The New York Times has this quote, the first part of which I remember from last night, but the last, and more remarkable part, I somehow didn't catch:
“It’s one of the few regrets of my presidency, that the rancor and suspicion between the parties has gotten worse instead of better,” Mr. Obama said, adding that “a president with the gifts of Lincoln or Roosevelt might have better bridged the divide.”
It'll be interesting, reading Obama's memoir, to see him elaborate on that point, listing the ways Lincoln and Roosevelt dealt with hyper-partisan environments, and speculating on how he might have done it better. And it'll be interesting to see if Lyndon Johnson comes into it.
Ultimately, though, my wife asked me in the cold and sober light of this morning what I thought of the speech and it was, "No great shakes." As always with legacies, though, I guess we'll know more next year and the year after and the year after that how significant this speech was, when succeeding presidents either revert to the old laundry list, or don't.
You know I'll be watching.
Thanks to everybody who watched with me last night. Fun as always.
Another speechwriter who I admire: "I don't think it sailed as high as he wanted, but he was definitely going for something different, and I admire that." He's right. It was structured differently, and far more coherently than any other SOTU I know of. It was basically four items, rather than 74 and it was thematic rather than agenda-based. Still, CNN's dumbness was more fun, as usual. My pal has arrived, and helped himself to the gin. Can anybody tell me I've missed something important tonight? Weigh in in the comments, and I'll elevate what you say right here to the top. But hurry! I'm thirsty!
This sustained tone of exasperation makes me see my favorite president of all time through the eyes of his enemies, who find him condescending. (If they weren't so insecure, they'd get over it.)
The rancor and suspicion has gotten worse instead of better, he acknowledges. "But this cannot be my task or any president's task alone. … If we want a better politics … we have to change the system to reflect our better selves." Against district gerrymandering. For reducing influence of money in politics. Have to make it easier to vote, not harder.
Tonight it's Exasperated Obama. I'm afraid he's just about had it with us. And I know Michelle has. And it looks like we're dancing on Sasha's and Malia's last nerves too.
He does seem fierce and serious on the ISIL issue, and in defending his point of view on it.
Level set! "means 'get everyone on the same page' or 'bring everyone up to speed' so they all have the same basic understanding of a situation or project." New one for me.
See, I would never live blog a speech, which is a single sustained piece of communication the very point of which is sitting still and listening all the way through before flapping your yap. But the SOTU is never a speech—was never a speech, and, despite my hopeful imbecilities of this very morning, probably never will be a speech.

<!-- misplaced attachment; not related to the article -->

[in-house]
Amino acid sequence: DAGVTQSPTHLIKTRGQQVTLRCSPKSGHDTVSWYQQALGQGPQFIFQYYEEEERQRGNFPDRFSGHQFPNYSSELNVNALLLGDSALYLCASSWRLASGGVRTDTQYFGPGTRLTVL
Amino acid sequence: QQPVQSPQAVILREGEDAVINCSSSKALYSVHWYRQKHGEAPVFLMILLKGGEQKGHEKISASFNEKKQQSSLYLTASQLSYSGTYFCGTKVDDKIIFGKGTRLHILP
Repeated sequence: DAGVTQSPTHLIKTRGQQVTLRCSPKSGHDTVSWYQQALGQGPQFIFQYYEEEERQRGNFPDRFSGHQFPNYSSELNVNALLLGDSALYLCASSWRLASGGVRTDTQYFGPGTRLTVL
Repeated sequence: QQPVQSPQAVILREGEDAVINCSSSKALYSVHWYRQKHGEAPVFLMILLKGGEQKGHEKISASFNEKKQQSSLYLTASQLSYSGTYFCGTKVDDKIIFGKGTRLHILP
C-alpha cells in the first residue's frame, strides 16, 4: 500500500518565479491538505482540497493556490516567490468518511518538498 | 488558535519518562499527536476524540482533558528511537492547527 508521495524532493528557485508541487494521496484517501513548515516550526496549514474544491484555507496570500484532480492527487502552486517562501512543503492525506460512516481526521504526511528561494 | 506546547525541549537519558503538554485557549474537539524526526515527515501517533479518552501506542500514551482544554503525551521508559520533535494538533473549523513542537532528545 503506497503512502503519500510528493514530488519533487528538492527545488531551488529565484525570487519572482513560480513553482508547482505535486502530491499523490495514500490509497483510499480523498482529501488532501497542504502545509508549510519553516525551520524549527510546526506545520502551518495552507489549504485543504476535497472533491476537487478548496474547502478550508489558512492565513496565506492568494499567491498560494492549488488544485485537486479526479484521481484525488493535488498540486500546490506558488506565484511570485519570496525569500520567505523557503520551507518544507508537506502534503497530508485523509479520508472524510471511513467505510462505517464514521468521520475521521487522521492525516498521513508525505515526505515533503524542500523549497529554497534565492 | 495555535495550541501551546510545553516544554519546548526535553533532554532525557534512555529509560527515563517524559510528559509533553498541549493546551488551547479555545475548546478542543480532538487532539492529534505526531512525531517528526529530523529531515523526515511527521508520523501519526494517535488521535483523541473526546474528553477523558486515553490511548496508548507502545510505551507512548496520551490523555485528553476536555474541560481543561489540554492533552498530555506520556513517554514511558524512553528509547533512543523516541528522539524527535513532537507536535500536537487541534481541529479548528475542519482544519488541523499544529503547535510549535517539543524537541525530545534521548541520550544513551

Ground control to Uncle Joe!
They might have run out of shit to say.
Prominent speechwriter Mike Long, a few minutes ago on Facebook: "I WOULDN'T WATCH SOTU unless you paid me, and well. No SOTU from either party's president has ever made a lick of difference in the history of the world, and I mean that literally. The speech is always just rhetorical preening and list-making, there has never been an exception to this, and the words are forgotten in hours if they are remembered at all. Every year I tell speechwriters who ask: Never have so many carried on so much about so little of interest to so few. SOTU ain't how policy gets made, or legacies, or anything else. It's so mid-level bureaucrats in soulless departments across DC can brag on Wednesday how their boss's boss's half-a-line made it to the final draft."
I can't tell if Paul Ryan is smirking at the speech, or having a filthy sexual fantasy.
How do we give everyone a fair shot? How do we make technology work for us and not against us? How do we keep America safe and lead the world without becoming its policemen? How do we make our politics reflect what's best in us, and not what's worst? OK, that's a pretty big agenda for a speech.
If you're trying to keep your speech on rhythm, don't bring up veterans!
So grateful he's not going to give a speech about the need for kids to learn computer code.
An opening joke! Can't remember. Is this as novel as it seems?
As the president makes his way down, CNN debates about whether "the state of the union is strong," as the president almost inevitably has to say, or whether "the state of the union is a mess," as the president's political enemies almost inevitably have to say. If you're a patriarch or a matriarch, and someone asks you about "the state of your family," how bad does it have to be before you'll say it's "a mess." Or really, before you'll say it's anything but "strong"?
And the dumbness continues (I'm not complaining. CNN's dumbness is my favorite part of the SOTU.) CNN has the "instant digital dial test," by which we can weigh in on where we agreed and where we disagreed with the speech. Is there a button to indicate (without our spouses seeing) that we've check out of the speech altogether and are having sexual fantasies?